This summer there is a great opportunity to learn more about the Septuagint with a leading scholar in the discipline at the University of Salzburg. Now for the second year in a row, Dr. Kristin De Troyer is offering a week-long summer school dealing with textual criticism and history.
As I have said before, if you are a graduate student considering further study in Septuagint, you should consider being supervised by De Troyer in the beautiful city of Salzburg. (more…)
Scholarship is about collaboration. Few projects of any significance are brought to completion by the hand of a single scholar working alone. For the most part, it is receiving the input and criticism of others whose speciality overlaps with yours that makes a good project into a great one.
The highly regarded scholar Sydney Jellicoe (1906-1973) of Bishop’s University recognized the need for collaboration among scholars working in Septuagint research. Jellicoe is well known for his introduction to the field, The Septuagint and Modern Study (Oxford University Press, 1968), which provides the state of the field in the late 1960s (and which is still very much worth reading).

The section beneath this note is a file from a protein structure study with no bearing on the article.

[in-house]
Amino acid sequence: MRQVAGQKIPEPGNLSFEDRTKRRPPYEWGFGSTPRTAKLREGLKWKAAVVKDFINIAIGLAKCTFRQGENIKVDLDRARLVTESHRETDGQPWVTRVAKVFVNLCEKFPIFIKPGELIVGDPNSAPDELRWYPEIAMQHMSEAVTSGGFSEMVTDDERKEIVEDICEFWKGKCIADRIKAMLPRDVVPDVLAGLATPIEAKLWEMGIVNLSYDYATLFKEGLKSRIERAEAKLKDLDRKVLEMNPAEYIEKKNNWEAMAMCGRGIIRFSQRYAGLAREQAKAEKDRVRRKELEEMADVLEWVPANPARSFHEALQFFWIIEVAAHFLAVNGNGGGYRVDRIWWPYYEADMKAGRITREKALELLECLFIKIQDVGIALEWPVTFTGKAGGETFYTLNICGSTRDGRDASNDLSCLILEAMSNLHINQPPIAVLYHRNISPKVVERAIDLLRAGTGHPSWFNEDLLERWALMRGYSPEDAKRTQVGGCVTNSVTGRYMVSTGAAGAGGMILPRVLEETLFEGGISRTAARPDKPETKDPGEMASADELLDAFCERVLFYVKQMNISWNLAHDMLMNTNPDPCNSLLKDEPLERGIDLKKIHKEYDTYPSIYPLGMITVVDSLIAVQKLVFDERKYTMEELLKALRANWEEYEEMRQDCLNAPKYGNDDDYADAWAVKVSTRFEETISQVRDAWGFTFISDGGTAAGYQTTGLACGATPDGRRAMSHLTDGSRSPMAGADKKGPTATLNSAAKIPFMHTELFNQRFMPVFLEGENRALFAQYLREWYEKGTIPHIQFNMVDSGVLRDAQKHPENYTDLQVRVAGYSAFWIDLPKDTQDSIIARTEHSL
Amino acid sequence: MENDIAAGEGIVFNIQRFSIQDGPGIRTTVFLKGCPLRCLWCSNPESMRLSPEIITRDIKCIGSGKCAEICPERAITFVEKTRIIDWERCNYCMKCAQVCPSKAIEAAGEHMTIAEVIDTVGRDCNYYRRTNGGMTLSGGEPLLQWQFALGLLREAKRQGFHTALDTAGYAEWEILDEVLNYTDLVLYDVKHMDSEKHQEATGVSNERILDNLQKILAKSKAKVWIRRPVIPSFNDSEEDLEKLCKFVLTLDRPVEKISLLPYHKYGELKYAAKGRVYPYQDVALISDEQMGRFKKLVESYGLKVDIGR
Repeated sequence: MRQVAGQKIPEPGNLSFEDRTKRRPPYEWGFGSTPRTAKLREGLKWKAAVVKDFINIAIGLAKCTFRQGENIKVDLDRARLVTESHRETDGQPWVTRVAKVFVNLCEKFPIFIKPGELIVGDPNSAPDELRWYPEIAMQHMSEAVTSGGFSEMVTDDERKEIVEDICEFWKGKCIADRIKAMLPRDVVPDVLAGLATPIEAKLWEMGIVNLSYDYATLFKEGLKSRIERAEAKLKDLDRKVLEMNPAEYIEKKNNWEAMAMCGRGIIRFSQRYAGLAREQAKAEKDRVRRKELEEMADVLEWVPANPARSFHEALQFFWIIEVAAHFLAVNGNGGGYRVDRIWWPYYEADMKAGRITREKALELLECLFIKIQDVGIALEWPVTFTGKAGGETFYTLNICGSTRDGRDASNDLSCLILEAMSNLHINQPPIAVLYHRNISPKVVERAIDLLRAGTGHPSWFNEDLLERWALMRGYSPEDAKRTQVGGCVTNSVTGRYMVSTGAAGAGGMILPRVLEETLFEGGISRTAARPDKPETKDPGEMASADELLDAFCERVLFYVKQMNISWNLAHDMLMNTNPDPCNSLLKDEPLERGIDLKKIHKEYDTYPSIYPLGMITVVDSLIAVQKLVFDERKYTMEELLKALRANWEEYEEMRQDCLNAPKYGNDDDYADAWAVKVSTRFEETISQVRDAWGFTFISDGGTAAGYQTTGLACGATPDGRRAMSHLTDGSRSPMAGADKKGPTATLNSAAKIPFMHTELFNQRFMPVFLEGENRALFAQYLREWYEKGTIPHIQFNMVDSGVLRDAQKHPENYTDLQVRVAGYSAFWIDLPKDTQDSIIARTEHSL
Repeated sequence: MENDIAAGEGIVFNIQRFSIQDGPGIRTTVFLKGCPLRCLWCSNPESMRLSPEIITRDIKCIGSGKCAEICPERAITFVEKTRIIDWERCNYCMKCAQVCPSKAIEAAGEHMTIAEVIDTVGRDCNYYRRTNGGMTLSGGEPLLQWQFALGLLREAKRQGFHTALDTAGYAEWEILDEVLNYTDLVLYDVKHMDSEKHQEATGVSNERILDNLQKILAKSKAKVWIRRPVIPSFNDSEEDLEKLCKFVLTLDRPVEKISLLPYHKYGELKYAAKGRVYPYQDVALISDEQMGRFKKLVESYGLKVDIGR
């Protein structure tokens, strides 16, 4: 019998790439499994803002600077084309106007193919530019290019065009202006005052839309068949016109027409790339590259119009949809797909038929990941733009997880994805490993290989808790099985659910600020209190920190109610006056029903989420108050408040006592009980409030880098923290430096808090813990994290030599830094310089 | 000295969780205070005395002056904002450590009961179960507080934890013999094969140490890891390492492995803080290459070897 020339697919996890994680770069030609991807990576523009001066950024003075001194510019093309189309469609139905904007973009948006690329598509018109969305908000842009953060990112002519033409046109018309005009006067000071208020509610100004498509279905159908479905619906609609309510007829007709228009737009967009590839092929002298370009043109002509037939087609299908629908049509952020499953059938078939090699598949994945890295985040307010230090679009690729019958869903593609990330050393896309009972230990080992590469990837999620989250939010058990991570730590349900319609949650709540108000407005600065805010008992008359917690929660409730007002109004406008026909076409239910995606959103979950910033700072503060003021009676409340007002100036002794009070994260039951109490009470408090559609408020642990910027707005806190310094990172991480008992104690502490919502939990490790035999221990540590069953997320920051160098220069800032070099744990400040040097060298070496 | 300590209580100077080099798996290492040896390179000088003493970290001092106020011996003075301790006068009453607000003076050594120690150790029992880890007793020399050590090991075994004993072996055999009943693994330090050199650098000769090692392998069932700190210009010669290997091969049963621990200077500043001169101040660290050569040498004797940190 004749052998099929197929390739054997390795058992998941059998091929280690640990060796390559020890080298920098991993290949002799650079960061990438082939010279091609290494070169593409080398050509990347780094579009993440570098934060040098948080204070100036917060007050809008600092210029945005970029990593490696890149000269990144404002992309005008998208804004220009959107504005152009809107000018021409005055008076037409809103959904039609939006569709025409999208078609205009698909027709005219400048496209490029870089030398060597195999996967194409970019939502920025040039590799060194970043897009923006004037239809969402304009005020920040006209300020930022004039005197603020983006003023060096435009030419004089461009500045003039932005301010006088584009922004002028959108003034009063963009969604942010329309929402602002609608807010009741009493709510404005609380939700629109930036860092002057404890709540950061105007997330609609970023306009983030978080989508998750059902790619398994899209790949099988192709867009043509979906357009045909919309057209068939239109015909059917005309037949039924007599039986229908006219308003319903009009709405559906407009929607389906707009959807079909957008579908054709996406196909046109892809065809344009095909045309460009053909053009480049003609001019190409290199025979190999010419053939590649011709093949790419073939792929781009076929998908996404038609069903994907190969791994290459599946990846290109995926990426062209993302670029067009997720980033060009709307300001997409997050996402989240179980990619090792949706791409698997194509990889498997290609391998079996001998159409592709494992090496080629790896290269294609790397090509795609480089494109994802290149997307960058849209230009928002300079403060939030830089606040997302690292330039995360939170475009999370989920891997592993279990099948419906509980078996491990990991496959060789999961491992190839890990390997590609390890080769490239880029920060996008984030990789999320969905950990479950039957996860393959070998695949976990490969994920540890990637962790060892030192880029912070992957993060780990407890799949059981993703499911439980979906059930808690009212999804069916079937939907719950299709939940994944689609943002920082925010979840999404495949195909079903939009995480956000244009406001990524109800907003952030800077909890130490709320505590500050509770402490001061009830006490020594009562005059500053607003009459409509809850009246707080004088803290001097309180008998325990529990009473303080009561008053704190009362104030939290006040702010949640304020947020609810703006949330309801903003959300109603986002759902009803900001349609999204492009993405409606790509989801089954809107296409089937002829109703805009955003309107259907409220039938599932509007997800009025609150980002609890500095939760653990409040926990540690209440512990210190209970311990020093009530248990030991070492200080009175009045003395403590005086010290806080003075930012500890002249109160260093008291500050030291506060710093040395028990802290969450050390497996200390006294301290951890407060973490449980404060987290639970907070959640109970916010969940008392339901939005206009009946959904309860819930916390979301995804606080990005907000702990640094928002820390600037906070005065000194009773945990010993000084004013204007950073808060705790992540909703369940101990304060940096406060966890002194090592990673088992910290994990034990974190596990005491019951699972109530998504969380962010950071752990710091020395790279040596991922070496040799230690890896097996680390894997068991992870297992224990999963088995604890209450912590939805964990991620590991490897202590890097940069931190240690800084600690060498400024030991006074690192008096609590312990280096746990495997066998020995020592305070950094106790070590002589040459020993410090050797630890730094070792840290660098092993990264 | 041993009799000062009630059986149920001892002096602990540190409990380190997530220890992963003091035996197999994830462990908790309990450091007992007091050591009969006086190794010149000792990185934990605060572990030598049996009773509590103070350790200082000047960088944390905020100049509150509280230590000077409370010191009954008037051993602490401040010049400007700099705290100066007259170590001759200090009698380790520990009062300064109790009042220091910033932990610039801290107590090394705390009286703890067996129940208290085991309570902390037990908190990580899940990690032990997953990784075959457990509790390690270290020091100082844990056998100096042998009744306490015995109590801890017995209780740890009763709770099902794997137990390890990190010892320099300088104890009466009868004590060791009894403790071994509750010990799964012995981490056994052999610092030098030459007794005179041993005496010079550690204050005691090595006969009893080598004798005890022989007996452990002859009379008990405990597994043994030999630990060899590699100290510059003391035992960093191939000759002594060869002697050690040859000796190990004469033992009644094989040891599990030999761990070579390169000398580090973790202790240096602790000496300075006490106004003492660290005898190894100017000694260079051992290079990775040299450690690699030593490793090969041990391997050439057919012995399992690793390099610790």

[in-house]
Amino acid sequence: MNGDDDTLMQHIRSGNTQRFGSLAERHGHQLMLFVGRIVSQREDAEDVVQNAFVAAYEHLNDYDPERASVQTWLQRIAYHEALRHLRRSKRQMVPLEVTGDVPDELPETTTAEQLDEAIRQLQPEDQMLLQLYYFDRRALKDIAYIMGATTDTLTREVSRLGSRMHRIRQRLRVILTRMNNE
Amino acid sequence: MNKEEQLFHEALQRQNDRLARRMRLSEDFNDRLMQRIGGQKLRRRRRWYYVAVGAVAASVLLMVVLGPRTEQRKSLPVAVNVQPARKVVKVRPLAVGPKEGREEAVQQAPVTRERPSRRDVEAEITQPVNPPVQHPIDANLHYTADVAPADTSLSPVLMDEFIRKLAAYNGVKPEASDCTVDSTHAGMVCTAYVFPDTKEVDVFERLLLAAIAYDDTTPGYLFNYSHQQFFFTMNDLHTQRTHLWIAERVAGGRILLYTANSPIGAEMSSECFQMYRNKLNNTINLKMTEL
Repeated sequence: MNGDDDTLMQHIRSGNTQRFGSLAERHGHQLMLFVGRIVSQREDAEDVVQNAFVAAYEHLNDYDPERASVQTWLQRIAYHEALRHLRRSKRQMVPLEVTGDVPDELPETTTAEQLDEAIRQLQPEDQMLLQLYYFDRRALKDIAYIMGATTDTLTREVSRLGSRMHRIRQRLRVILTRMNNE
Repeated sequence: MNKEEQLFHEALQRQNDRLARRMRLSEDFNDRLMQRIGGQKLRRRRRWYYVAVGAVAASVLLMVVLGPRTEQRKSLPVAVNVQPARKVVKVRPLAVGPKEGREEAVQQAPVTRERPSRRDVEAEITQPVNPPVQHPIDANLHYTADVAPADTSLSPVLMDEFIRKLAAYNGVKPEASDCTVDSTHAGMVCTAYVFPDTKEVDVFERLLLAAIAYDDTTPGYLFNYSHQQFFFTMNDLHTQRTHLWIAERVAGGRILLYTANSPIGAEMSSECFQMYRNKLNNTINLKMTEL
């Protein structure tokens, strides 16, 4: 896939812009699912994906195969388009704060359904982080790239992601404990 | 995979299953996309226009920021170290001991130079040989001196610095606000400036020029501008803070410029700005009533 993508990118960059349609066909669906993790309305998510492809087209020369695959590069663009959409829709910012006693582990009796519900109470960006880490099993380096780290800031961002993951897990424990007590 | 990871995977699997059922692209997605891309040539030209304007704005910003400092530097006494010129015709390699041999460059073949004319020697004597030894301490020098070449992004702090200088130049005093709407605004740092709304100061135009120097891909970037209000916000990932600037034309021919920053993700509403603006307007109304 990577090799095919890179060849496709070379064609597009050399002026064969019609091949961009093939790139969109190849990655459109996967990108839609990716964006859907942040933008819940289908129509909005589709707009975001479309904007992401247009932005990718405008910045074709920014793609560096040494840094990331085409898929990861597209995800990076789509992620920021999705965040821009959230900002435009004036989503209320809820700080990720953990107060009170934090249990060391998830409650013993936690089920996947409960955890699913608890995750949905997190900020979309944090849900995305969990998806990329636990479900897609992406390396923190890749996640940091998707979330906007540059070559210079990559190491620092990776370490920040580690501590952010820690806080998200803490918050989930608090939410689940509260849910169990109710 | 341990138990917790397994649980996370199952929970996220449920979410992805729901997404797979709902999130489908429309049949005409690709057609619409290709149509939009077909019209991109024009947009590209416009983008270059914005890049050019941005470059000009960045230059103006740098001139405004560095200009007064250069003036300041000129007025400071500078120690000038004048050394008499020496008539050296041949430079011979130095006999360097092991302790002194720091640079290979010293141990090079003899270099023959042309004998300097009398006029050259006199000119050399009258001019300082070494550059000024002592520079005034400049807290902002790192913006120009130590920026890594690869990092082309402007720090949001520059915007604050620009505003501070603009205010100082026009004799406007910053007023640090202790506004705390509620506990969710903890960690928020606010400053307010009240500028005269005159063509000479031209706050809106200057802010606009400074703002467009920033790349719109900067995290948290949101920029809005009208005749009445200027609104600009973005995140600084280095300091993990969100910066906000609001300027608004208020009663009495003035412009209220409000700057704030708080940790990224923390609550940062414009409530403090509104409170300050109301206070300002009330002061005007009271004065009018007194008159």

At that time, there was a good deal of work already underway in the discipline, thanks in large measure to the foundations laid in Cambridge and Germany at the turn of the century by figures such as H. Swete, H. St. J. Thackeray, and P. de Lagarde. But Septuagint scholarship was still without a gravitational center and, perhaps owing to his work preparing his introduction to the field, Jellicoe felt that it was the poorer for it.
So he decided to start a society. This month, fifty years ago. And in order to do that, he sent the letter below recruiting his colleagues. (more…)
I have not done a book review on the blog for a while. But a great opportunity came along for a great resource, so here we are.
Just about a month ago Hendrickson Publishers released a new series of volumes produced by Jonathan Kline entitled Keep Up Your Biblical Languages in Two Minutes a Day. You are probably familiar with this publisher even if it’s not a name you immediately recognize. They are perhaps best known for their primary texts, which they produce in cooperation with Deutsche Bibelgesellschaft. For example, they recently produced two high-quality reader’s editions for the OT and NT. They’ve also just printed a very nicely-bound The Complete Hebrew-Greek Bible, which pairs Leningrad with Westcott-Hort for OT and NT texts.
But now, for the books of interest for this post. (more…)